Emergency Health Services (EHS), which sponsors medical first response (MFR) programs carried out by numerous volunteer fire departments in the province, is not changing dispatch protocols involving MFR personnel despite recent surges in COVID-19 cases across the province.
As of last week, EHS, which is responsible for the province's ambulance and paramedicine services, said it is watching developments but plans no immediate adjustments when it comes to how and when first responders are summoned to medical assists.
LighthouseNOW requested a phone interview with an EHS official but received an emailed statement in response to questions.
"EHS operations is grateful and appreciative for the continued support MFR agencies provide in their communities across the province," reads the statement attributed to Derek LeBlanc, a senior manager of provincial programs with the agency. "We have not made any alterations to MFR response levels as a result of the recent surge in covid infections, nor are any pending. EHS operations is monitoring the situation closely and will communicate any changes to the MFR community."
When the COVID-19 pandemic was in full force around the spring of 2020, the province was reporting roughly two-dozen lab-confirmed cases of the virus daily. Back then, EHS notified MFR agencies to stop responding to medical assists, even cardiac arrests, in the interests of safety and efforts to reduce the spread. This position lasted for months before it was reversed.
Local fire departments with MFR capacity that regularly roll with paramedics are responding to actual COVID-19 patients now, at a time of a new, more contagious variant at play, and the current daily cases in the province number into the hundreds while hospital counts are almost four times what they were in early April 2020.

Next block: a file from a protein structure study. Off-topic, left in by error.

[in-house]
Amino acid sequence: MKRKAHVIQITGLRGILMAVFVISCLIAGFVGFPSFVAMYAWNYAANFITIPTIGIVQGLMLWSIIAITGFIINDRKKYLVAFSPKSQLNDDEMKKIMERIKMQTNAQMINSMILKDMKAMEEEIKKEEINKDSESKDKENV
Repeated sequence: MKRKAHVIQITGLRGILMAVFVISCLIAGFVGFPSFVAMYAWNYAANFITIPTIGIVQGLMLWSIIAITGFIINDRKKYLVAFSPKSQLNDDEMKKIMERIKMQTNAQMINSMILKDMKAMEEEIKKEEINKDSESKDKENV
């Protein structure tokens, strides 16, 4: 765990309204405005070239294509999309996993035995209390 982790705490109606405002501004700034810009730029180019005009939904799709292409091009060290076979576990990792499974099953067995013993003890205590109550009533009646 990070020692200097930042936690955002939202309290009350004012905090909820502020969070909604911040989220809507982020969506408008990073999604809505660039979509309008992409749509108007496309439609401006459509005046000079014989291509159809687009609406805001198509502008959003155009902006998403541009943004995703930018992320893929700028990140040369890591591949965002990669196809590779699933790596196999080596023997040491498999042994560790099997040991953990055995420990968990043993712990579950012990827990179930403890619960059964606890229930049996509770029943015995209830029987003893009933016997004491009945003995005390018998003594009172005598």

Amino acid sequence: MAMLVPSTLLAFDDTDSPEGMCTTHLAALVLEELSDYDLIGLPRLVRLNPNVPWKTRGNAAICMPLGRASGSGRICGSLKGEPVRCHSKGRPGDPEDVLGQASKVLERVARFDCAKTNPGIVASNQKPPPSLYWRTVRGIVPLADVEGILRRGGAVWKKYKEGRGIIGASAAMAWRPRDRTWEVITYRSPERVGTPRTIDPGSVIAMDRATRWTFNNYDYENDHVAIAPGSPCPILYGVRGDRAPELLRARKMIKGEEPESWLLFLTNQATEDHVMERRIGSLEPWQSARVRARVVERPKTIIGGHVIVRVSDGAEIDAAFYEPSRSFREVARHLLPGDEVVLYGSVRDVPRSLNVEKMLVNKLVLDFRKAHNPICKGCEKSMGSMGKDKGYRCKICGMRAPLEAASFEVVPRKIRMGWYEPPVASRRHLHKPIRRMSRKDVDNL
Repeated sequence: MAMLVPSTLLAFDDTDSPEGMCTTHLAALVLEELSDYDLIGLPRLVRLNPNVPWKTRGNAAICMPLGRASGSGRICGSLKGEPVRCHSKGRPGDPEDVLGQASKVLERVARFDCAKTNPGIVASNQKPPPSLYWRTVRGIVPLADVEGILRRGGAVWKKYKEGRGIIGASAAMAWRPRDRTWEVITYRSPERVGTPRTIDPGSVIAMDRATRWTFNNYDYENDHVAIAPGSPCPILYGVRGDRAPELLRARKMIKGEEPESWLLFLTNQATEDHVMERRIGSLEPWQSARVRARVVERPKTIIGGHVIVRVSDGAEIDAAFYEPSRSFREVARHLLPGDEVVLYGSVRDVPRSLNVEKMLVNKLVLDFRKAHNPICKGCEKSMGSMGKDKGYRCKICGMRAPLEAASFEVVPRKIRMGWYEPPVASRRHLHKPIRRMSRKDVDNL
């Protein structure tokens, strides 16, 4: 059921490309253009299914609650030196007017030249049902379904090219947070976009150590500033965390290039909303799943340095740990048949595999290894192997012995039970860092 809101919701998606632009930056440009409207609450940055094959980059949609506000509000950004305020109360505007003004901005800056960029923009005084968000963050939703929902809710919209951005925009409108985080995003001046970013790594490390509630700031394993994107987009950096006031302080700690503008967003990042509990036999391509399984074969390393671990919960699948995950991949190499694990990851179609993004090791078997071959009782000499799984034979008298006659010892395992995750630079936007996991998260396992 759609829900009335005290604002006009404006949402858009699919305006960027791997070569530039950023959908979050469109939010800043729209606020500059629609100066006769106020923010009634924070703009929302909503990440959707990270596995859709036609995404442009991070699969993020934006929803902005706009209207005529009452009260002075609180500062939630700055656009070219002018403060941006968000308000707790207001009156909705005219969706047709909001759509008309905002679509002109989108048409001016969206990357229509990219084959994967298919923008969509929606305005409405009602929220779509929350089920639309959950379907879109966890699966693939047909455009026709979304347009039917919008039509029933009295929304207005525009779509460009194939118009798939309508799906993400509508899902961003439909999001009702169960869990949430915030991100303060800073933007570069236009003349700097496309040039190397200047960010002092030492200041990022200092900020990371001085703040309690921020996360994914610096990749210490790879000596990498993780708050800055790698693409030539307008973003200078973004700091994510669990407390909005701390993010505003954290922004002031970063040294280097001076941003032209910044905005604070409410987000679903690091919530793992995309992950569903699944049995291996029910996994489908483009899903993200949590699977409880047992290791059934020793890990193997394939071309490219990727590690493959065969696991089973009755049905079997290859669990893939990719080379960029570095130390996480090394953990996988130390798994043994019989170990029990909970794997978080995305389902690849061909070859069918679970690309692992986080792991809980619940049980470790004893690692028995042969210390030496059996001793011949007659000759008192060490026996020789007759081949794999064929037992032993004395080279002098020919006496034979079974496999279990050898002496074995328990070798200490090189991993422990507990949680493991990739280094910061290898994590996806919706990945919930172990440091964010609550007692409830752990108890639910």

However, fire officers with a couple of Lunenburg County fire departments, with trained MFRs that respond to medical assists, say they're satisfied with current response protocols, largely because EHS provided the necessary personal protective equipment (PPE). Martins River fire chief Scott Rafuse and Western Shore deputy chief Jared Swinemar told LighthouseNOW they limit the number of firefighters who go on medical calls and try to have the same individuals do the responding.
"We only allow three guys in a truck at a time; two in the house," Rafuse told LighthouseNOW. "We follow the proper procedures."
In early January, the Martins River volunteer fire department had to depend on the response help of neighbouring communities for 72 hours - a directive from provincial health officials, Rafuse said - after a member tested positive, possibly having been exposed to the virus at a non-fire-related job site. Fire services in the area were notified and Martins River crews engaged in a regimen of testing.
Swinemar said crews are equipped with N95 masks and face shields, among other things, just like the paramedics, and undertake procedures for decontamination.
"We have full covid suits that we got through EHS that we wear; there are steps to taking them on and off," he explained to LighthouseNOW. They also have access to regular rapid tests.
Earlier this month, Western Shore MFRs responded to a medical call in their district involving a woman in her 40s, who was experiencing chest pain and shortness of breath. Dispatch routinely cautions emergency crews whether or not a patient is presumed positive or negative for COVID-19. On this call, the four-person crew of firefighters were advised they were headed to a confirmed case of COVID-19.
"If someone calls for help, we're going," Swinemar added. "It's a service to our public that we're there to do."